- On July 31, 1990, the stadium hosted the Supercup final of the DFB ; the Bayern Munich defeated 1. FC Kaiserslautern with 4: 1.
- On November 2, 1993, the KSC beat Valencia CF in the second leg of the second round of the UEFA Cup after losing the first leg 7-0 and advanced to the next round. (See also: Miracles from the Wildlife Park )
- In the mid-1990s, the Wildparkstadion saw further important home wins for the KSC in the UEFA Cup against high-ranking opponents. In 1993 the club won 3-0 in the round of 16 against Girondins Bordeaux (with Zinédine Zidane, among others ) and 3-0 three years later against AS Roma .
- On May 2, 1998, the stadium saw its last first division game for a period of over nine years; KSC defeated VfB Stuttgart 4-2 on the penultimate matchday in front of 33,600 spectators , but were still relegated at the end of the season.
- On June 1, 2015, the KSC met Hamburger SV in the relegation second leg for promotion to the Bundesliga in the Wildpark Stadium . After the first leg in Hamburg 's Volksparkstadion ended with 1: 1, the KSC led 1: 0 in the second leg until stoppage time. After a controversial handball, HSV scored 1: 1 with a direct free kick from Marcelo Díaz in stoppage time and was able to keep the class in extra time with 1: 2 from Karlsruhe's point of view.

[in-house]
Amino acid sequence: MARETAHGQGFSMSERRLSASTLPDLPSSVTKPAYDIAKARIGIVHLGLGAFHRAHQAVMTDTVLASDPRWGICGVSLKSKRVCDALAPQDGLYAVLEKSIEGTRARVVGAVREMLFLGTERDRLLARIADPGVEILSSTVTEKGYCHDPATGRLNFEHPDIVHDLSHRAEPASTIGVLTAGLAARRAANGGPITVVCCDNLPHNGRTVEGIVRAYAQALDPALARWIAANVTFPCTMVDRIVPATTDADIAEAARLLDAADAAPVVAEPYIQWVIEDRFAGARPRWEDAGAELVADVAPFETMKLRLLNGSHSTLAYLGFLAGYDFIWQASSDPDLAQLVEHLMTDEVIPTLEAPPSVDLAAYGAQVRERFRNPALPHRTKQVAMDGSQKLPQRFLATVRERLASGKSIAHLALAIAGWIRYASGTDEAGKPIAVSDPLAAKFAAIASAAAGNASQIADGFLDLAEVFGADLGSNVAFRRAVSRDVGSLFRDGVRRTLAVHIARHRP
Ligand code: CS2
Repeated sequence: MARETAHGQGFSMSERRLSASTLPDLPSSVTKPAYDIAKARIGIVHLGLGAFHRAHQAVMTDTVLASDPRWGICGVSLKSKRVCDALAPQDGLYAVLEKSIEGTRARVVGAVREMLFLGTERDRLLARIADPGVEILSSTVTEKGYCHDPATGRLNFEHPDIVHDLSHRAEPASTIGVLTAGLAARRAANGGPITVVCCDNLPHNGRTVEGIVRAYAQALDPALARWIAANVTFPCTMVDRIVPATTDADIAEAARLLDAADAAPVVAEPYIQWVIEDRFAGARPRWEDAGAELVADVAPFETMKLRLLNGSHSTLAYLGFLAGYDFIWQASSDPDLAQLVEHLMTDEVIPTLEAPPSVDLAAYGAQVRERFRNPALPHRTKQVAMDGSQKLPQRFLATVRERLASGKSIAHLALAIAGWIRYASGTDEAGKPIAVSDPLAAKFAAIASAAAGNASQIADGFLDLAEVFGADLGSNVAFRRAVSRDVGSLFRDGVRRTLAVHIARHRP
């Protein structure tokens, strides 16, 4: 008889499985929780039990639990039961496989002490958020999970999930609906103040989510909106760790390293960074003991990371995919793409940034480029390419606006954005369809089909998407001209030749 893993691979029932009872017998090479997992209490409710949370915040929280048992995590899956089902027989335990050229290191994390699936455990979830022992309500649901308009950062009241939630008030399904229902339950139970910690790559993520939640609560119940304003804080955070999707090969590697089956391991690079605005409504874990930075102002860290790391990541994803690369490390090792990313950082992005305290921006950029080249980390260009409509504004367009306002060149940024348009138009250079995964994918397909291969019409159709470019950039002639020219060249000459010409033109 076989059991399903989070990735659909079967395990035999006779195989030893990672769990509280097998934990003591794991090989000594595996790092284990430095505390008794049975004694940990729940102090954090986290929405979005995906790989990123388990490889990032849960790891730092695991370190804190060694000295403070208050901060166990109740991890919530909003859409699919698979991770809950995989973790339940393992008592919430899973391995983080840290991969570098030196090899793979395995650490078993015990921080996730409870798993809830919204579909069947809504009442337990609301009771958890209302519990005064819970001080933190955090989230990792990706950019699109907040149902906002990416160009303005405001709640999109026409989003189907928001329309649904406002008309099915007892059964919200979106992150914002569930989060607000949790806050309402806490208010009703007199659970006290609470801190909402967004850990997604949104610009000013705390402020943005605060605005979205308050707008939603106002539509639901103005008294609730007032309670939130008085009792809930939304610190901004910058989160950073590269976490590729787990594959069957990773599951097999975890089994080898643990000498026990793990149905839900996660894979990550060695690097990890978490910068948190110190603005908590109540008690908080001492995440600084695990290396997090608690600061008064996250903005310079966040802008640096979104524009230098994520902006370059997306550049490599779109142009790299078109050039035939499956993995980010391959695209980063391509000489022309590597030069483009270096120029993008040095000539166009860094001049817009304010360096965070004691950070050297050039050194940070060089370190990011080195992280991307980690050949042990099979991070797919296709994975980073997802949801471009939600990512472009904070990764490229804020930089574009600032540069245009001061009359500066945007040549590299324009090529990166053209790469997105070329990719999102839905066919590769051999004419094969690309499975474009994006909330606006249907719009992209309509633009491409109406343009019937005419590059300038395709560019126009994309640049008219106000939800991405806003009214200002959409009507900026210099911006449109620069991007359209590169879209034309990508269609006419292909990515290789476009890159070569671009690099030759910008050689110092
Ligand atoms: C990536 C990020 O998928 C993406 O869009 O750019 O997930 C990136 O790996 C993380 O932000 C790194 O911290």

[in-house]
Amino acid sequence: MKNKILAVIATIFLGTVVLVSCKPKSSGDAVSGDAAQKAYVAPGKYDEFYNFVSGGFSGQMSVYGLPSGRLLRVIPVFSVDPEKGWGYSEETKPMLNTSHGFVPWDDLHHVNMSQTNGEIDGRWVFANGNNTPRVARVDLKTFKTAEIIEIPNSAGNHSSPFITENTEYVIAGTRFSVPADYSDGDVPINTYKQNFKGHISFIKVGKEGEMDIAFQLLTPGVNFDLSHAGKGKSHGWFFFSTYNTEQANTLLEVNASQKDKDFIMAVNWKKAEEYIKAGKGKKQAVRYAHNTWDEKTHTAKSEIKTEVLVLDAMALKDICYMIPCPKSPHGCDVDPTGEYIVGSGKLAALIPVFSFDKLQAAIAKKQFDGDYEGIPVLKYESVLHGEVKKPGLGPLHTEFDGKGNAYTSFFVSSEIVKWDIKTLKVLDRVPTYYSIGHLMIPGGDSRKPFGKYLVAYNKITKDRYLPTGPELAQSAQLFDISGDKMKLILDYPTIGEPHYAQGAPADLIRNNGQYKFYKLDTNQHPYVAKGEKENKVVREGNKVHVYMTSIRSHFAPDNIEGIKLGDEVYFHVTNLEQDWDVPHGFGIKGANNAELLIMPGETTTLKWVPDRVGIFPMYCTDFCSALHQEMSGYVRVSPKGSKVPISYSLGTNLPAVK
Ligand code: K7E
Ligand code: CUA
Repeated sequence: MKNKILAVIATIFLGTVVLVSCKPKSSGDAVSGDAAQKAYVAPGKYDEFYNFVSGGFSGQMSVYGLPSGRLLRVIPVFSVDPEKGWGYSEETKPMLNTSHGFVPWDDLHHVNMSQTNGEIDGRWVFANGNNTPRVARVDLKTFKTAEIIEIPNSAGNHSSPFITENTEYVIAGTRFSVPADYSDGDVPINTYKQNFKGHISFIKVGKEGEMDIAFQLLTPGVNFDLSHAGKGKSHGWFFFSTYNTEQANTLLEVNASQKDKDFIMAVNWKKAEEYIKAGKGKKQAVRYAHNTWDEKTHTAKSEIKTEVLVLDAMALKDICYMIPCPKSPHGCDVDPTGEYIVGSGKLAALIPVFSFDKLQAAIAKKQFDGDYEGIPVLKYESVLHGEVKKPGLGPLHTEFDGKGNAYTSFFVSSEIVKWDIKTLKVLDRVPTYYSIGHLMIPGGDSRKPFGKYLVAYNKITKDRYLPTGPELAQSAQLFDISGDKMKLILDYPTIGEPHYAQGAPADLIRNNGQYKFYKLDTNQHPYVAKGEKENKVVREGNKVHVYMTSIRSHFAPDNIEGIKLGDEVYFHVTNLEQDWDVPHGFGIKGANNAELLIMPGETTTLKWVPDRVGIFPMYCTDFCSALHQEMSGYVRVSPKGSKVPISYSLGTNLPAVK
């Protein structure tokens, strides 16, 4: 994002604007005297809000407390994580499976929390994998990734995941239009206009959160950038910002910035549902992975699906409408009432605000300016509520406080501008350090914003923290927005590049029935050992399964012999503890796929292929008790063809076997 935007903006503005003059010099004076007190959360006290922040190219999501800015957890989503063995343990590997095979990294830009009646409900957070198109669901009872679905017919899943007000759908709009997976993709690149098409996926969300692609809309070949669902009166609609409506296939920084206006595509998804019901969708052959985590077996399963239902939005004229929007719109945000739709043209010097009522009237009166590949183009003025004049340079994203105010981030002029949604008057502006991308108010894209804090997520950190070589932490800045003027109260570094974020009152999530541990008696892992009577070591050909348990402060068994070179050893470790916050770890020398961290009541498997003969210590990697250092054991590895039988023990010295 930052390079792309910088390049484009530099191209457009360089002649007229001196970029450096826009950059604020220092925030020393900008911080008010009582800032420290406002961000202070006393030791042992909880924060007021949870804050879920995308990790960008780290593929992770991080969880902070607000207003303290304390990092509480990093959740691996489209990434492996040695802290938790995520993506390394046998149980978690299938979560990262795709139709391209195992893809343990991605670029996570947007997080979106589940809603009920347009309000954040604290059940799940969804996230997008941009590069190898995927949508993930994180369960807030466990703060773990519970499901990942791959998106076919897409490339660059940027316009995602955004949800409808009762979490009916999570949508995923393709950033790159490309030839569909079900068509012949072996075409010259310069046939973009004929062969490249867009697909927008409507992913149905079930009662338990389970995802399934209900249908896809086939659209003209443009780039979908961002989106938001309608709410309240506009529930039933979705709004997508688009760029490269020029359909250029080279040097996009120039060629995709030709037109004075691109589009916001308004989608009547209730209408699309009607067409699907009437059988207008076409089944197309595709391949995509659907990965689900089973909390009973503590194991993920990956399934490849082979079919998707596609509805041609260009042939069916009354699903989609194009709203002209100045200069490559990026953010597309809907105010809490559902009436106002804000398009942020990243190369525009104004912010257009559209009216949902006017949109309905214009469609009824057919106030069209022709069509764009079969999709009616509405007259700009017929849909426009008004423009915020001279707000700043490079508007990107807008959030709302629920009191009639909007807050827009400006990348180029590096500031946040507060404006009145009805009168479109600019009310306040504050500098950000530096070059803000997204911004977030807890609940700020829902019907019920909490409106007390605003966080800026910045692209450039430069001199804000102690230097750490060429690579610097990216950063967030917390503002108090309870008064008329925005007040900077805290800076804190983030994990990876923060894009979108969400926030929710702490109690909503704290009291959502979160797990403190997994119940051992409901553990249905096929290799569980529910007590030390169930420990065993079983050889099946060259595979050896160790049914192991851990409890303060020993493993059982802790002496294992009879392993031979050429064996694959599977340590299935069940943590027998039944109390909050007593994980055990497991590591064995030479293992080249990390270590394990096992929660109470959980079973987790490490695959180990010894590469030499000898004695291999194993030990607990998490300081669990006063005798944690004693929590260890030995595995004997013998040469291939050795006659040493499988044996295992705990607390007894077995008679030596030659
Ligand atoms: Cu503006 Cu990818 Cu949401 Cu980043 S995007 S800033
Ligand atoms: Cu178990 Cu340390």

- On November 2, 2018, the last game took place in the Wildpark Stadium before it was converted into a football stadium. KSC won its third division game against the Würzburger Kickers in front of 24,317 spectators with 2-1. This was followed by a farewell event with a pyro show.
- Total area approx. 14.2 hectares (including about 7.5 hectares for the wildlife park stadium)
- Lawn (105 m × 68 m)
- 6 grass training fields, 2 artificial grass fields, 1 sports hall
- Capacity (before the new building from 2018): 28,762 seats, 8,940 of which are covered seats, 6,217 uncovered seats, 4,462 covered standing places, 10,000 uncovered standing places, 80 places for wheelchair users
- 2 VIP rooms and 24 boxes
- Werner Skrentny (Hrsg.): The big book of the German football stadiums . Verlag Die Werkstatt, Göttingen 2001, ISBN 3-89533-306-9 , pp. 206-208
- Christian Pfefferle, Jens Fischer, Matthias Dreisigacker: In the wildlife park . Publishing house Block Eins, ISBN 978-3-00-029500-3
- The history of the stadium on the KSC website
- stadiumdb.com: Wildparkstadion
- Stadium guide
- Visitor report from 2007
- Webcams to document the renovation
- “Construction site blog” , chronological documentation of the renovation
- KSC.de: The Wildpark Stadium at a glance